Wednesday, 9 November 2011

The Royal Wedding 

London, England
One of the biggest events in England’s history is with no doubt The Royal Wedding that took place on the 29th of April, 2011 at Westminster Abbey, London. Prince William and Kate Middleton, now known as The Duke and Duchess of Cambridge, got married on this wonderful Friday creating a historical ceremony watched by billions of people from all over the world. 1900 guests, thousands of curious visitors and billions of people via TV and the Internet witnessed this historical moment, when the Duke of Cambridge put the ring on his bride’s finger. The ceremony passed without hitch and despite fears of thundery showers and depressive forecasts the weather was favourable for such event.
 The day started with the actual wedding ceremony at Westminster Abbey, one of the most visited areas of London. The square was already crowded hours before the official starting time. This part of the event could be seen on screens by billions but was limited to guest participation only. Every eye was focused on the bride appearing in her gorgeous white wedding dress proceeding to the kindly smiling groom. The pronunciation of them being husband and wife, putting the ring on the bride’s finger and the first kiss inspired the audience into loud cheering. 
From Westminster Abbey the young couple proceeded to Buckingham Palace on traditional horse-drawn carriages. First the appearance of waving William and Kate on the carriage, followed by The Queen further inspired the enthusiastic audience. Not surprisingly, the crowd gathered on the streets of London erupted into a fresh wave and followed the young couple all the way to Buckingham Palace. The most enthusiastic participants had been camping on the streets for days in order to acquire the best position and see the most important moments.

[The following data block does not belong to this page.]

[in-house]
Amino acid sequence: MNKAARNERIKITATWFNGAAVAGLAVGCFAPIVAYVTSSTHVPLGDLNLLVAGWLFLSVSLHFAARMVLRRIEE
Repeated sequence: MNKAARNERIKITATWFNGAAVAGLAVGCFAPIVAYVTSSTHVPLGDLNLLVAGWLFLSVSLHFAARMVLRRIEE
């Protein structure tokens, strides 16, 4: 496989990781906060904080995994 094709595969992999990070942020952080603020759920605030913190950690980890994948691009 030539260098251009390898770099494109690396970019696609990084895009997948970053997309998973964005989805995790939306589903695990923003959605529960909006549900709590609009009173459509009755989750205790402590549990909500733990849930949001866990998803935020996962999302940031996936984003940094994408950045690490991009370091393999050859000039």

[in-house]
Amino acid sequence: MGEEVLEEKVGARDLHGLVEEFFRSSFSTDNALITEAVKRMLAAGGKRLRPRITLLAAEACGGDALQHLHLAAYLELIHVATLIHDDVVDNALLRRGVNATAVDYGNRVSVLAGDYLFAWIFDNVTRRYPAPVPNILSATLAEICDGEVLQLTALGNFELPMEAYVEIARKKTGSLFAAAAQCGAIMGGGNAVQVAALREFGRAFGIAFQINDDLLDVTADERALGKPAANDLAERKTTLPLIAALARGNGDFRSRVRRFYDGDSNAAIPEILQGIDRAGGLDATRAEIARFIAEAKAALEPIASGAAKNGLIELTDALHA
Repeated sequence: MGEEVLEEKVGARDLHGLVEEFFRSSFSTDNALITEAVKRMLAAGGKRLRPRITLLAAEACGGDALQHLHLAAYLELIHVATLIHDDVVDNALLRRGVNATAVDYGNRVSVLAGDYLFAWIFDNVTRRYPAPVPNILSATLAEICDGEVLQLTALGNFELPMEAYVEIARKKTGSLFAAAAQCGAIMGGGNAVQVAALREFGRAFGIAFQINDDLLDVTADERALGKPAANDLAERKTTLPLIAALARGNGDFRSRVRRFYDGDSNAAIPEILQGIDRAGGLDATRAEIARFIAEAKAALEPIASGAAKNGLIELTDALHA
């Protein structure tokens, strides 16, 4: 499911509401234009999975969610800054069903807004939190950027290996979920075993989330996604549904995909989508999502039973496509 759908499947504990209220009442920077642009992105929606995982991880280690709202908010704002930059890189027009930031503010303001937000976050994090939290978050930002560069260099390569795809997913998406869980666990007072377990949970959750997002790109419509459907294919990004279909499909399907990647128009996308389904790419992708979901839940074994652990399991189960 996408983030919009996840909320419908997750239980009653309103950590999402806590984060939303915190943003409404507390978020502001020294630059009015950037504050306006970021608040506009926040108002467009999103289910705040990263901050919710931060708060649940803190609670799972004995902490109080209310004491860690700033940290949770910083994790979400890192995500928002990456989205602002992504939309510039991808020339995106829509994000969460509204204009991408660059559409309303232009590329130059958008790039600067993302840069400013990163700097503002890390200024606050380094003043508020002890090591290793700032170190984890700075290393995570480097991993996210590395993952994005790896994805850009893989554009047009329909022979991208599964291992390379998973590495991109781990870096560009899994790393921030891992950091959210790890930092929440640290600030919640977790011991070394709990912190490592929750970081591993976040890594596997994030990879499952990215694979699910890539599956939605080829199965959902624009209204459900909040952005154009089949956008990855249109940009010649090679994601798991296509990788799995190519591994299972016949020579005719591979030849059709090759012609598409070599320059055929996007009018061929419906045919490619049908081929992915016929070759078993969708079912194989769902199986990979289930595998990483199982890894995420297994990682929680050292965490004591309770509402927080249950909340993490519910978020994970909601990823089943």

Arriving at Buckingham Palace the excited audience had to wait for a little while, until The Queen’s lunchtime reception finished. The hectic crowd created a never-seen atmosphere on the streets of London. At just before 1.30pm William and Kate kissed for the first time in public on the balcony of Buckingham Palace sending the crowd into wild cheering and celebration. The kiss was repeated when vintage Second World War airplanes flew past above The Palace as a sign of honour. Finally the ‘just married’ couple walked back to The Palace leaving the enthusiastic visitors with satisfaction and happiness.

The celebration has not finished here. The atmosphere was intense and young fans did not want to go home after such a great day, so London got transformed into an extremely lively, celebrating city. After-parties took place in the next coming days involving heavy pub and club visits, on-the-street celebrations and public events. The entire city was celebrating, hotels, restaurants and pubs were fully packed with happy people. Not only did The Royal Wedding become part of the British history but so did the following days.

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